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Reef Ecology Guide Phuket Thailand - Cnidarians 2

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SEA ANEMONES (Actiniaria)

Anemones are closely related to reef-building hard corals. Essentially an anemone is nothing more than an overgrown coral polyp that lacks a hard skeleton.

As in many types of coral polyps the anemones tentacles contain a special type of alga known as zooxanthellae. It utilizes sunlight and carbon dioxide to produce high-energy substances (sugar), which are leaked to the host anemones, thus providing an important dietary supplement.

Because of their relationship with zooxanthellae, most of the large anemones achieve maximum growth in shallow, sun-lit waters. The alga is also responsible for imparting a greenish or brown hue to the tentacles.

Anemones can multiply by means of fragmentation. Sexual reproduction also occurs. Anemones normally feed on planktonic plants and small animals.

Some species live in symbiosis with fishes. Most fishes would be stung by the anemone, but clown fishes have a special mucus coating, which prevents the anemone from stinging them.

  MAGNIFICENT ANEMONE (Heteractis magnifica)

MAGNIFICENT ANEMONE, seen at the Similans and all our day trips

Exposed on hard substrates of drop-offs and slopes. The color is variable, tentacles greyish with yellowish tips.

Lives in symbiosis with clown fishes.

  GIGANTIC SEA ANEMONE (Stichodactyla gigantea)

GIGANTIC SEA ANEMONE, the most co,mon anemone at the Similan Islands

Settles from close to surface down to 30 m.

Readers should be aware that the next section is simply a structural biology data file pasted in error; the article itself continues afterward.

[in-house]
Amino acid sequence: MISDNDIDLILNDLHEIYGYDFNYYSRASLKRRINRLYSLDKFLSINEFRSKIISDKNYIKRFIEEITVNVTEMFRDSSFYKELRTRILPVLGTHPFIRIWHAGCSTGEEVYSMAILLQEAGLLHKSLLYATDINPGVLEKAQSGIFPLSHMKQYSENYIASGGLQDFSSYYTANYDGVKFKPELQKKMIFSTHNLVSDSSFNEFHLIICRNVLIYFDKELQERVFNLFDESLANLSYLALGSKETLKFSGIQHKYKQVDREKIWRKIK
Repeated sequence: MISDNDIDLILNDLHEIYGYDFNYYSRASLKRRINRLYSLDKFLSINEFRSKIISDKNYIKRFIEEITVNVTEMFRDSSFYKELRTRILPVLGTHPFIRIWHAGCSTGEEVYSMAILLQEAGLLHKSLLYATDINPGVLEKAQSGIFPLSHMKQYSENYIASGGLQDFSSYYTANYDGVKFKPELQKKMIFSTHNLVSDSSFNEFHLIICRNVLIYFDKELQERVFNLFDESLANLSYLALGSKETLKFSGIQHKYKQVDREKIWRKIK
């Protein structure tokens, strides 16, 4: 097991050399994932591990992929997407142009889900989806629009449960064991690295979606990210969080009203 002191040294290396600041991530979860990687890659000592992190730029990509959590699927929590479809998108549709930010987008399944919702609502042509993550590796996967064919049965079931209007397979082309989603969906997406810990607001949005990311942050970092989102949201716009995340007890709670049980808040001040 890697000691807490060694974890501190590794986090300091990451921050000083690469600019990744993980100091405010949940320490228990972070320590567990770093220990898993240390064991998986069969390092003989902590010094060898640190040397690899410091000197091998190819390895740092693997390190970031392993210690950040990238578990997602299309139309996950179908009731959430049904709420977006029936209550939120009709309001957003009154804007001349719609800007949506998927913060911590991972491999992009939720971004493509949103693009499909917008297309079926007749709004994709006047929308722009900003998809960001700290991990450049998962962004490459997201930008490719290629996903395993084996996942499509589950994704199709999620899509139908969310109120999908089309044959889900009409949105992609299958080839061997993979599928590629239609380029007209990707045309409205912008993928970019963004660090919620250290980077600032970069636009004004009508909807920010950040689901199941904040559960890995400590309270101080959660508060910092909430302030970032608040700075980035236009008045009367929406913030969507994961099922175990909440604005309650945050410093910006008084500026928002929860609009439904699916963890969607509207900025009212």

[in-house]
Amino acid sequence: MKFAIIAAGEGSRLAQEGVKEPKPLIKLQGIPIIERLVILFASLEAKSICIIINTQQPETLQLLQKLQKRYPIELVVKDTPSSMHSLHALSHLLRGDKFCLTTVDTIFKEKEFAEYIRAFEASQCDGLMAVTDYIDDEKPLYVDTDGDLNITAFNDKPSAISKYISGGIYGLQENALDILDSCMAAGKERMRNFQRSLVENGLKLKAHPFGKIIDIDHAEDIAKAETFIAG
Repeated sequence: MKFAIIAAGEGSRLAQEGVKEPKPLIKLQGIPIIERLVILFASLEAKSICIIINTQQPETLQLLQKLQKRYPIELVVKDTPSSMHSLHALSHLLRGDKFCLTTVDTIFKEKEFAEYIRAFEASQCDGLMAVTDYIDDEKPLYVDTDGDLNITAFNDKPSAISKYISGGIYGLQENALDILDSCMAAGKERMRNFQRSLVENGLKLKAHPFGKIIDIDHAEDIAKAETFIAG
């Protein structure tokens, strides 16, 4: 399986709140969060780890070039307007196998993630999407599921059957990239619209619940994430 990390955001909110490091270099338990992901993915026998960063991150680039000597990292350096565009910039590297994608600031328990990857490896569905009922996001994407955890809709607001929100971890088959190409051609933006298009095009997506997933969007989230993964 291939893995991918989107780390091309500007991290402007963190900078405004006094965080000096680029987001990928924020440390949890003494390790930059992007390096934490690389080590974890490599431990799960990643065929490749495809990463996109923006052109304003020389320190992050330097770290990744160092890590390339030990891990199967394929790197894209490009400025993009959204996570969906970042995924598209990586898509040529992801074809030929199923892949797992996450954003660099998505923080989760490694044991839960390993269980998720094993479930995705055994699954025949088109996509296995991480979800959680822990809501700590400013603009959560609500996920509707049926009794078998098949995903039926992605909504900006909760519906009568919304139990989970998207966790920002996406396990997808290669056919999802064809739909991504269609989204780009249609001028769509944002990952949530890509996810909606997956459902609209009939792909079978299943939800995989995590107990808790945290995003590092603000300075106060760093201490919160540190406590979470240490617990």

The body is smooth and folded. The carpet-like tentacles have strong stings.

  BUBBLE ANEMONE (Entacmaea quadricolor)

BUBBLE ANEMONE fotografed at the Similan Islands

Very common at the Similans, but often unnoticed, because hidden in cracks on hard substrates.

The tentacles are swollen at the tip. Occurs in many different colorations, depending on the zooxanthellae.

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JELLYFISHES (Cnidaria)

The Phylum Cnidaria, besides corals and anemones, also contains Jellyfishes. Although at first, it appears they have nothing in common, there are a few similarities that bind them. First and foremost is the basic body plan. Also, they have the same larval stage known as a planula.

Basically the medusa and the polyp are very similar in their organization, consisting of a soft body with tentacles clustered around a central mouth. In the medusa the mouth and the tentacles are usually directed downward, but in polyps they are typically directed upwards or laterally.

The sting of many jellyfishes is harmless; their stinging cells are not able to penetrate human skin. However a few species are capable of delivering very painful stings and a few can cause death. It is best to avoid contact with all of them, just to be on the safe side.

  CROWN JELLYFISH (Rhizostomea spec.)

CROWN JELLYFISH near the Similan Islands

Length: to 50 cm

These jellies have a thick, fluffy frill between the upper bell and lower tentacles.

The central frill underneath actually contains numerous mouths, that are particularly efficient for trapping small organisms from the surrounding water.

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